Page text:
@Brandon9000,
Actually I didn't read back a few pages to find out you didn't meant the following as it appears to read:

post

Quote:
Only in an unofficial sense. He cannot be prosecuted in court for crimes which there is no admissible evidence he participated in himself. Is this not obvious?


I thought you were saying since Bush wasn't there to participate in the acts most consider torture, then he couldn't be tried for any crimes (if those acts do in fact constitute torture from a court of law; guess that would have to be established first)even if he sanctioned those acts. I didn't realize you meant participate and/or sanctioned war crimes.

The Bush administration redefined and just made up their own minds of what constituted torture and had lawyers to back them up, however, those findings are not settled and could be challenged in the courts. If the ruling rules that those tactics went outside established anti-torture laws then as head of the executive branch and the commander in chief who used those memos to sanction those tactics to be used by interrogators then Bush and all the rest could be tried for war crimes just like any other leader who makes up their own laws and thinks they can get away with it. I am not saying it would happen or even be easy or successful, but it could.

Clearly the tactic of using guns to think someone is going to die is outside US anti-torture laws. At least it is clear to most reasonable people. But we are not dealing with normal people, they had a judge to say it is only illegal if the detainees thinks he is going to die for a "prolonged" time. This was a memo that was passed around giving those interrogators permission to use that tactic. If it comes out that the Bush administration had no clue the memo was passed around and the tactic was used, then I guess they were just the most incompetent administration ever to draw breath, they should have known at some point during the last eight years.

And now there is another example of so called "harsh interrogation."

Quote:
The Obama administration is setting strict new standards for treatment of terror suspects, as the Justice Department launches a criminal probe of past interrogation tactics during President George W. Bush's war on terrorism.

A newly declassified version of a CIA report revealed Monday that CIA interrogators once threatened to kill a Sept. 11 suspect's children and suggested another would be forced to watch his mother sexually assaulted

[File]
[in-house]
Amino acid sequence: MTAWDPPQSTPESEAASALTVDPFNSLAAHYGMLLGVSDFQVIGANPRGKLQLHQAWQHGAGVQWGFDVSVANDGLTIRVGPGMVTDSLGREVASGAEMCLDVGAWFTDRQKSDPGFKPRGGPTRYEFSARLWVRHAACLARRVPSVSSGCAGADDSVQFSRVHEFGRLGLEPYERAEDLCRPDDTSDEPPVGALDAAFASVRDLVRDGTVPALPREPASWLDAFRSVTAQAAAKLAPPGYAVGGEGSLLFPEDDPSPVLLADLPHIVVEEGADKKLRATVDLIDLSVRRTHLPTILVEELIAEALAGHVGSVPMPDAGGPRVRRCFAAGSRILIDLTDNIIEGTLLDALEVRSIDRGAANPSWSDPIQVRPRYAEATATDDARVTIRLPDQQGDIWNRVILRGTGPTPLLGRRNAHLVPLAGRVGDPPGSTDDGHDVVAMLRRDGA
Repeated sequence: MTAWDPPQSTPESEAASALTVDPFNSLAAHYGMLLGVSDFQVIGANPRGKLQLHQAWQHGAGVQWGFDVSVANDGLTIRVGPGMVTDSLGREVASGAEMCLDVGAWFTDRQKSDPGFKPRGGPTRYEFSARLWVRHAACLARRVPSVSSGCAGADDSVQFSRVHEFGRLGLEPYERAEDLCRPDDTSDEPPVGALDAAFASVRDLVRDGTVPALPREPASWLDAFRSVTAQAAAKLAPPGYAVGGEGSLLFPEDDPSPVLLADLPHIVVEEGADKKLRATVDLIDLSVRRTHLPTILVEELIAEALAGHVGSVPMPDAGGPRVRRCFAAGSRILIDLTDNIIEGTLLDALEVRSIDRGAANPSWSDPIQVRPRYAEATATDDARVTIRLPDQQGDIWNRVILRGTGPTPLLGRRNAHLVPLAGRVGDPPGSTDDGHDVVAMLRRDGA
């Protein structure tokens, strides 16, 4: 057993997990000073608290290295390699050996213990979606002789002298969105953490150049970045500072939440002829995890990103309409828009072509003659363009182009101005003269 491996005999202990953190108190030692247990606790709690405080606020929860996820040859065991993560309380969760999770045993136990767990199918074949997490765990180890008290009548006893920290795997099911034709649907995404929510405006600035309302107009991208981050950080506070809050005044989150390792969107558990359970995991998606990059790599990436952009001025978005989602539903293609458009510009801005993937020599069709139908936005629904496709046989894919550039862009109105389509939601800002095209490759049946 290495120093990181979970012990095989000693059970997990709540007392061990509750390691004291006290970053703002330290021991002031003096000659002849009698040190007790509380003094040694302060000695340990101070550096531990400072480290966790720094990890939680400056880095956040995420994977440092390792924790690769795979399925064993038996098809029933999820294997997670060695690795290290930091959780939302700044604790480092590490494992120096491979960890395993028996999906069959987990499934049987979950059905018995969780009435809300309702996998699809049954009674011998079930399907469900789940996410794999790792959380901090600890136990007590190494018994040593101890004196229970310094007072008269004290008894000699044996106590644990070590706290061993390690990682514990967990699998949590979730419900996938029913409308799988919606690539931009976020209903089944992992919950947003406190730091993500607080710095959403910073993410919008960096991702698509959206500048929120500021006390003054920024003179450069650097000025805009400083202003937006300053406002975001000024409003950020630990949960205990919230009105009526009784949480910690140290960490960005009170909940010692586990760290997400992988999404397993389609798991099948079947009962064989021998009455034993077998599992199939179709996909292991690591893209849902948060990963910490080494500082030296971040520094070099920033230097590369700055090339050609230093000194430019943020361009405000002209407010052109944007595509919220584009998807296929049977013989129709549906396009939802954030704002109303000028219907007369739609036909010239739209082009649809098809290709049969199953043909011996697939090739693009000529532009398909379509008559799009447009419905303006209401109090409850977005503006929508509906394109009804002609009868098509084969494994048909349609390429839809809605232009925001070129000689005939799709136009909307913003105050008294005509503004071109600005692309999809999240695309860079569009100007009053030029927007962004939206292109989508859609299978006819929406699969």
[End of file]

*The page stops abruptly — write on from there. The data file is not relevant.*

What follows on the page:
source
0 Replies
 
revel
 
  1  
Reply Tue 25 Aug, 2009 07:19 am
Actually I was reading the source further after my last post and it does appear that some of those officers went beyond even what was sanctioned in those now discredited and discarded memos.

Quote:
Obama has said interrogators would not face charges if they followed legal guidelines, but the report by the CIA's inspector general said they went too far - even beyond what was authorized under Bush era Justice Department legal memos that have since been withdrawn and discredited. The report also suggested some questioners knew they were crossing a line.

"Ten years from now we're going to be sorry we're doing this (but) it has to be done," one unidentified CIA officer was quoted as saying, predicting the questioners would someday have to appear in court to answer for such tactics.

The report concluded the CIA used "unauthorized, improvised, inhumane" practices in questioning "high-value" terror suspects.

In one instance cited in the new documents, Abd al-Nashiri, the man accused of being behind the 2000 USS Cole bombing, was hooded, handcuffed and threatened with an unloaded gun and a power drill. The unidentified interrogator also threatened al-Nashiri's mother and family, implying they would be sexually abused in front of him, according to the report.

The interrogator denied making a direct threat.

Another interrogator told alleged Sept. 11 mastermind Khalid Sheikh Mohammed, "if anything else happens in the United States, 'We're going to kill your children,'" one veteran officer said in the report.

Death threats violate anti-torture laws.


I am not sure how they went beyond the memo when the memo said unless the threat of death is prolonged it is not illegal. Perhaps they did it more than once over a series of days.
0 Replies
 
gungasnake
 
  1  
Reply Tue 25 Aug, 2009 07:49 am
@FreeDuck,
The people in question have clearly prevented second, third, fourth, and fifth recurrences of **** like 9-11. Dems should only prosecute them if their goal is to start a second civil war.
revel
 
  1  
Reply Tue 25 Aug, 2009 07:56 am
@gungasnake,
So in your view any previous anti-torture laws we had prior to the attack on 9/11 was automatically thrown out the window and therefore any tactics used in the cause of preventing another attack was legal? We had laws to operate even under extreme circumstances, in fact it is only under extreme circumstances that we even need those laws to keep us civilized even under extreme circumstances having no reason to use torture in other circumstances.